Tropical forests harbor around two-thirds of the world’s biodiversity. The Neotropics—comprising Central America, the Caribbean and South America—are home to a third of the world’s known bird species, the highest among all biogeographical realms. Some families of birds such as toucans, manakins and antbirds are only found in the Neotropics. With its rich bird diversity, ornithologists and bird enthusiasts often flock to the region for birdwatching.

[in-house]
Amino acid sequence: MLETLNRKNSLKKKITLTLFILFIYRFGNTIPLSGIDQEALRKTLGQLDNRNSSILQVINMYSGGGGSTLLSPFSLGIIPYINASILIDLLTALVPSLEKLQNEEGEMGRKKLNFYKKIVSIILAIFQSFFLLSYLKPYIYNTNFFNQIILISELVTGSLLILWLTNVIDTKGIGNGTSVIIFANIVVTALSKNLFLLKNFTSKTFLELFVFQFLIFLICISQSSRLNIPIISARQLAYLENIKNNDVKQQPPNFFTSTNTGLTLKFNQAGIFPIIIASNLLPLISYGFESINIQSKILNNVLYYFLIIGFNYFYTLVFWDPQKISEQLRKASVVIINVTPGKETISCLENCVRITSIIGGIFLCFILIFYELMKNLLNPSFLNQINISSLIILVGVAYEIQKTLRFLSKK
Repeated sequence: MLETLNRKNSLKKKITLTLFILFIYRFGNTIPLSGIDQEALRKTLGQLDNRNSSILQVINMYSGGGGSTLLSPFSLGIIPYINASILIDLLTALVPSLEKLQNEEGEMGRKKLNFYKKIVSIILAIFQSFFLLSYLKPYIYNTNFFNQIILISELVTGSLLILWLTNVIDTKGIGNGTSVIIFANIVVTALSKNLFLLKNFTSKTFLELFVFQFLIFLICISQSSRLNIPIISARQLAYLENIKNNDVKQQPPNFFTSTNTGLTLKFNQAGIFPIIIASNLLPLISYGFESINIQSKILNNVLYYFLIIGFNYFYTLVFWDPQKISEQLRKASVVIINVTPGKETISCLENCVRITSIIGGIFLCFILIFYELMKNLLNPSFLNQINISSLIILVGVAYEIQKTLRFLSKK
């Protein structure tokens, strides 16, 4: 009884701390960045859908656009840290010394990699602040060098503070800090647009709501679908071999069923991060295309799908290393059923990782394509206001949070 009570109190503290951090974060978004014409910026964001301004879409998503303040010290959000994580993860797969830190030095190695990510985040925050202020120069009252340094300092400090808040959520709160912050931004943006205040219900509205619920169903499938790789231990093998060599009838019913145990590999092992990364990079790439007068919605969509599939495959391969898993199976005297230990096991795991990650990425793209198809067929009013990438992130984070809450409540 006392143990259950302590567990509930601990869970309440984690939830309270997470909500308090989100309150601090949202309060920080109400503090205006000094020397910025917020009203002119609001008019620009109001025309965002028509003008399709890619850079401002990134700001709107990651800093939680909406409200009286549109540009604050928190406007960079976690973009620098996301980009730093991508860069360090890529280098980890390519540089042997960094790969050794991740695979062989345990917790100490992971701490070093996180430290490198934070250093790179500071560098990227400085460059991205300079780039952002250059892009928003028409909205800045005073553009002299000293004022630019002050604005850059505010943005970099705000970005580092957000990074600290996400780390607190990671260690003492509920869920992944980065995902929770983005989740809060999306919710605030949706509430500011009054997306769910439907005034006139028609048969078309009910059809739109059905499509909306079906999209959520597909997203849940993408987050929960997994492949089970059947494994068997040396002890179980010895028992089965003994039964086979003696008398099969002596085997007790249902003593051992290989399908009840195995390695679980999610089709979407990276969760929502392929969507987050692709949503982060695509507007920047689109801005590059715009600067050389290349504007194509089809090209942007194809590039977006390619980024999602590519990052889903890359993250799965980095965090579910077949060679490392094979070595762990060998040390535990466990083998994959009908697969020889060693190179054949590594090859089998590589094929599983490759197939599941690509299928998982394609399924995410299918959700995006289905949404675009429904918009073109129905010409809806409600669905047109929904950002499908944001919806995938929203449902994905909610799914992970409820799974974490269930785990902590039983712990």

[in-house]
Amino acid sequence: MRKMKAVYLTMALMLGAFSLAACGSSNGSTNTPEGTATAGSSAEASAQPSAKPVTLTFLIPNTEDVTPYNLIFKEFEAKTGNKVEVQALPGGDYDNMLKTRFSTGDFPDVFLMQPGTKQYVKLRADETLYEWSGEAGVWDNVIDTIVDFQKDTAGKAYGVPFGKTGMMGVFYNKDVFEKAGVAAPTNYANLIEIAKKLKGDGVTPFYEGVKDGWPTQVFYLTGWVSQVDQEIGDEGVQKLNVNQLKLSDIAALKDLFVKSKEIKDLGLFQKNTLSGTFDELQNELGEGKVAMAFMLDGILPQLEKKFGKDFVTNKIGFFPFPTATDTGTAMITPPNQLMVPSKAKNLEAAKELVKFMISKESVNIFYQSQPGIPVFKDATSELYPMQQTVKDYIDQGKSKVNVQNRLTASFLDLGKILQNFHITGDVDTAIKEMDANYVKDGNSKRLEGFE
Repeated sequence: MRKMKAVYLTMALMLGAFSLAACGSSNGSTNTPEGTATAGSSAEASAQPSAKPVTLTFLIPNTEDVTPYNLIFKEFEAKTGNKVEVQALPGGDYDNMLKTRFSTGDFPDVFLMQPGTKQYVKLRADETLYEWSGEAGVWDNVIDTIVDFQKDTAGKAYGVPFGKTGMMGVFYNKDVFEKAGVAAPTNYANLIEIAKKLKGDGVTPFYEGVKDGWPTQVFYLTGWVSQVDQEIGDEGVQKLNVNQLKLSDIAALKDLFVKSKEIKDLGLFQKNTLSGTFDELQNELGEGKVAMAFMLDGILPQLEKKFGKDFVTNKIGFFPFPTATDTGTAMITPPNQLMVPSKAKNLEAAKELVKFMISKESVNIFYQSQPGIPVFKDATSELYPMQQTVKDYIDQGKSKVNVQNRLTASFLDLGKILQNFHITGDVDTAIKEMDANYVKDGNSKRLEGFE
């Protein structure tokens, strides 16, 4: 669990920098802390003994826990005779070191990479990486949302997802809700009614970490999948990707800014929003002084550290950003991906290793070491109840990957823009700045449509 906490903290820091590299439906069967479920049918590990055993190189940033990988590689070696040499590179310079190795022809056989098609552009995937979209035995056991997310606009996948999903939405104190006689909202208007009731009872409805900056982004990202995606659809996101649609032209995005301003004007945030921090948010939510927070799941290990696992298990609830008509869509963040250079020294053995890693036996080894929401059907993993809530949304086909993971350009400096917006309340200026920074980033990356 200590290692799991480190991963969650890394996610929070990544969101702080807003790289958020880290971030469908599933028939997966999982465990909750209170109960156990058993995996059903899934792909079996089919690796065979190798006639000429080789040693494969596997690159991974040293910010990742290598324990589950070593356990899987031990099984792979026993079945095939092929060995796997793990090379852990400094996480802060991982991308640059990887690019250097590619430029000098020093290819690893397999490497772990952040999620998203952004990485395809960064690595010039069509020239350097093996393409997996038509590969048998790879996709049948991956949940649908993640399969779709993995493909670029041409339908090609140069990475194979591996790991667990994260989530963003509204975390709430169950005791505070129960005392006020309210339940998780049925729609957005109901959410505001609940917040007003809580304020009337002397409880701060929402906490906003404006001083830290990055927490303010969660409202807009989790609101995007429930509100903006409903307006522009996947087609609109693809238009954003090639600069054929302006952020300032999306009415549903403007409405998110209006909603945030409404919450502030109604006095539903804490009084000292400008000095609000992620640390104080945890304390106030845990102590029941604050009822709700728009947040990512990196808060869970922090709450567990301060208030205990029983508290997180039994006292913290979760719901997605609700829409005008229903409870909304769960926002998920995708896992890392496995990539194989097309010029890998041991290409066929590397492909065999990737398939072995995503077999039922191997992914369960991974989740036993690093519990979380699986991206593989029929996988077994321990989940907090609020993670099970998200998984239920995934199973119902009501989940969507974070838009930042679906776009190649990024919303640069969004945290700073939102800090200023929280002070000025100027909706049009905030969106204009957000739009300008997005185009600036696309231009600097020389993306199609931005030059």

Deforestation and other human disturbances are known to have adverse impacts on bird populations. Large, intact forests are considered to be rich in biodiversity. However, a new study has found widespread and drastic declines in Neotropical understory bird populations in a large, protected forest reserve in central Panama over a period of 44 years. Published last month in the Proceedings of the National Academy of Sciences, the study revealed a decline in 70% of the bird species studied, spanning a diverse range of birds.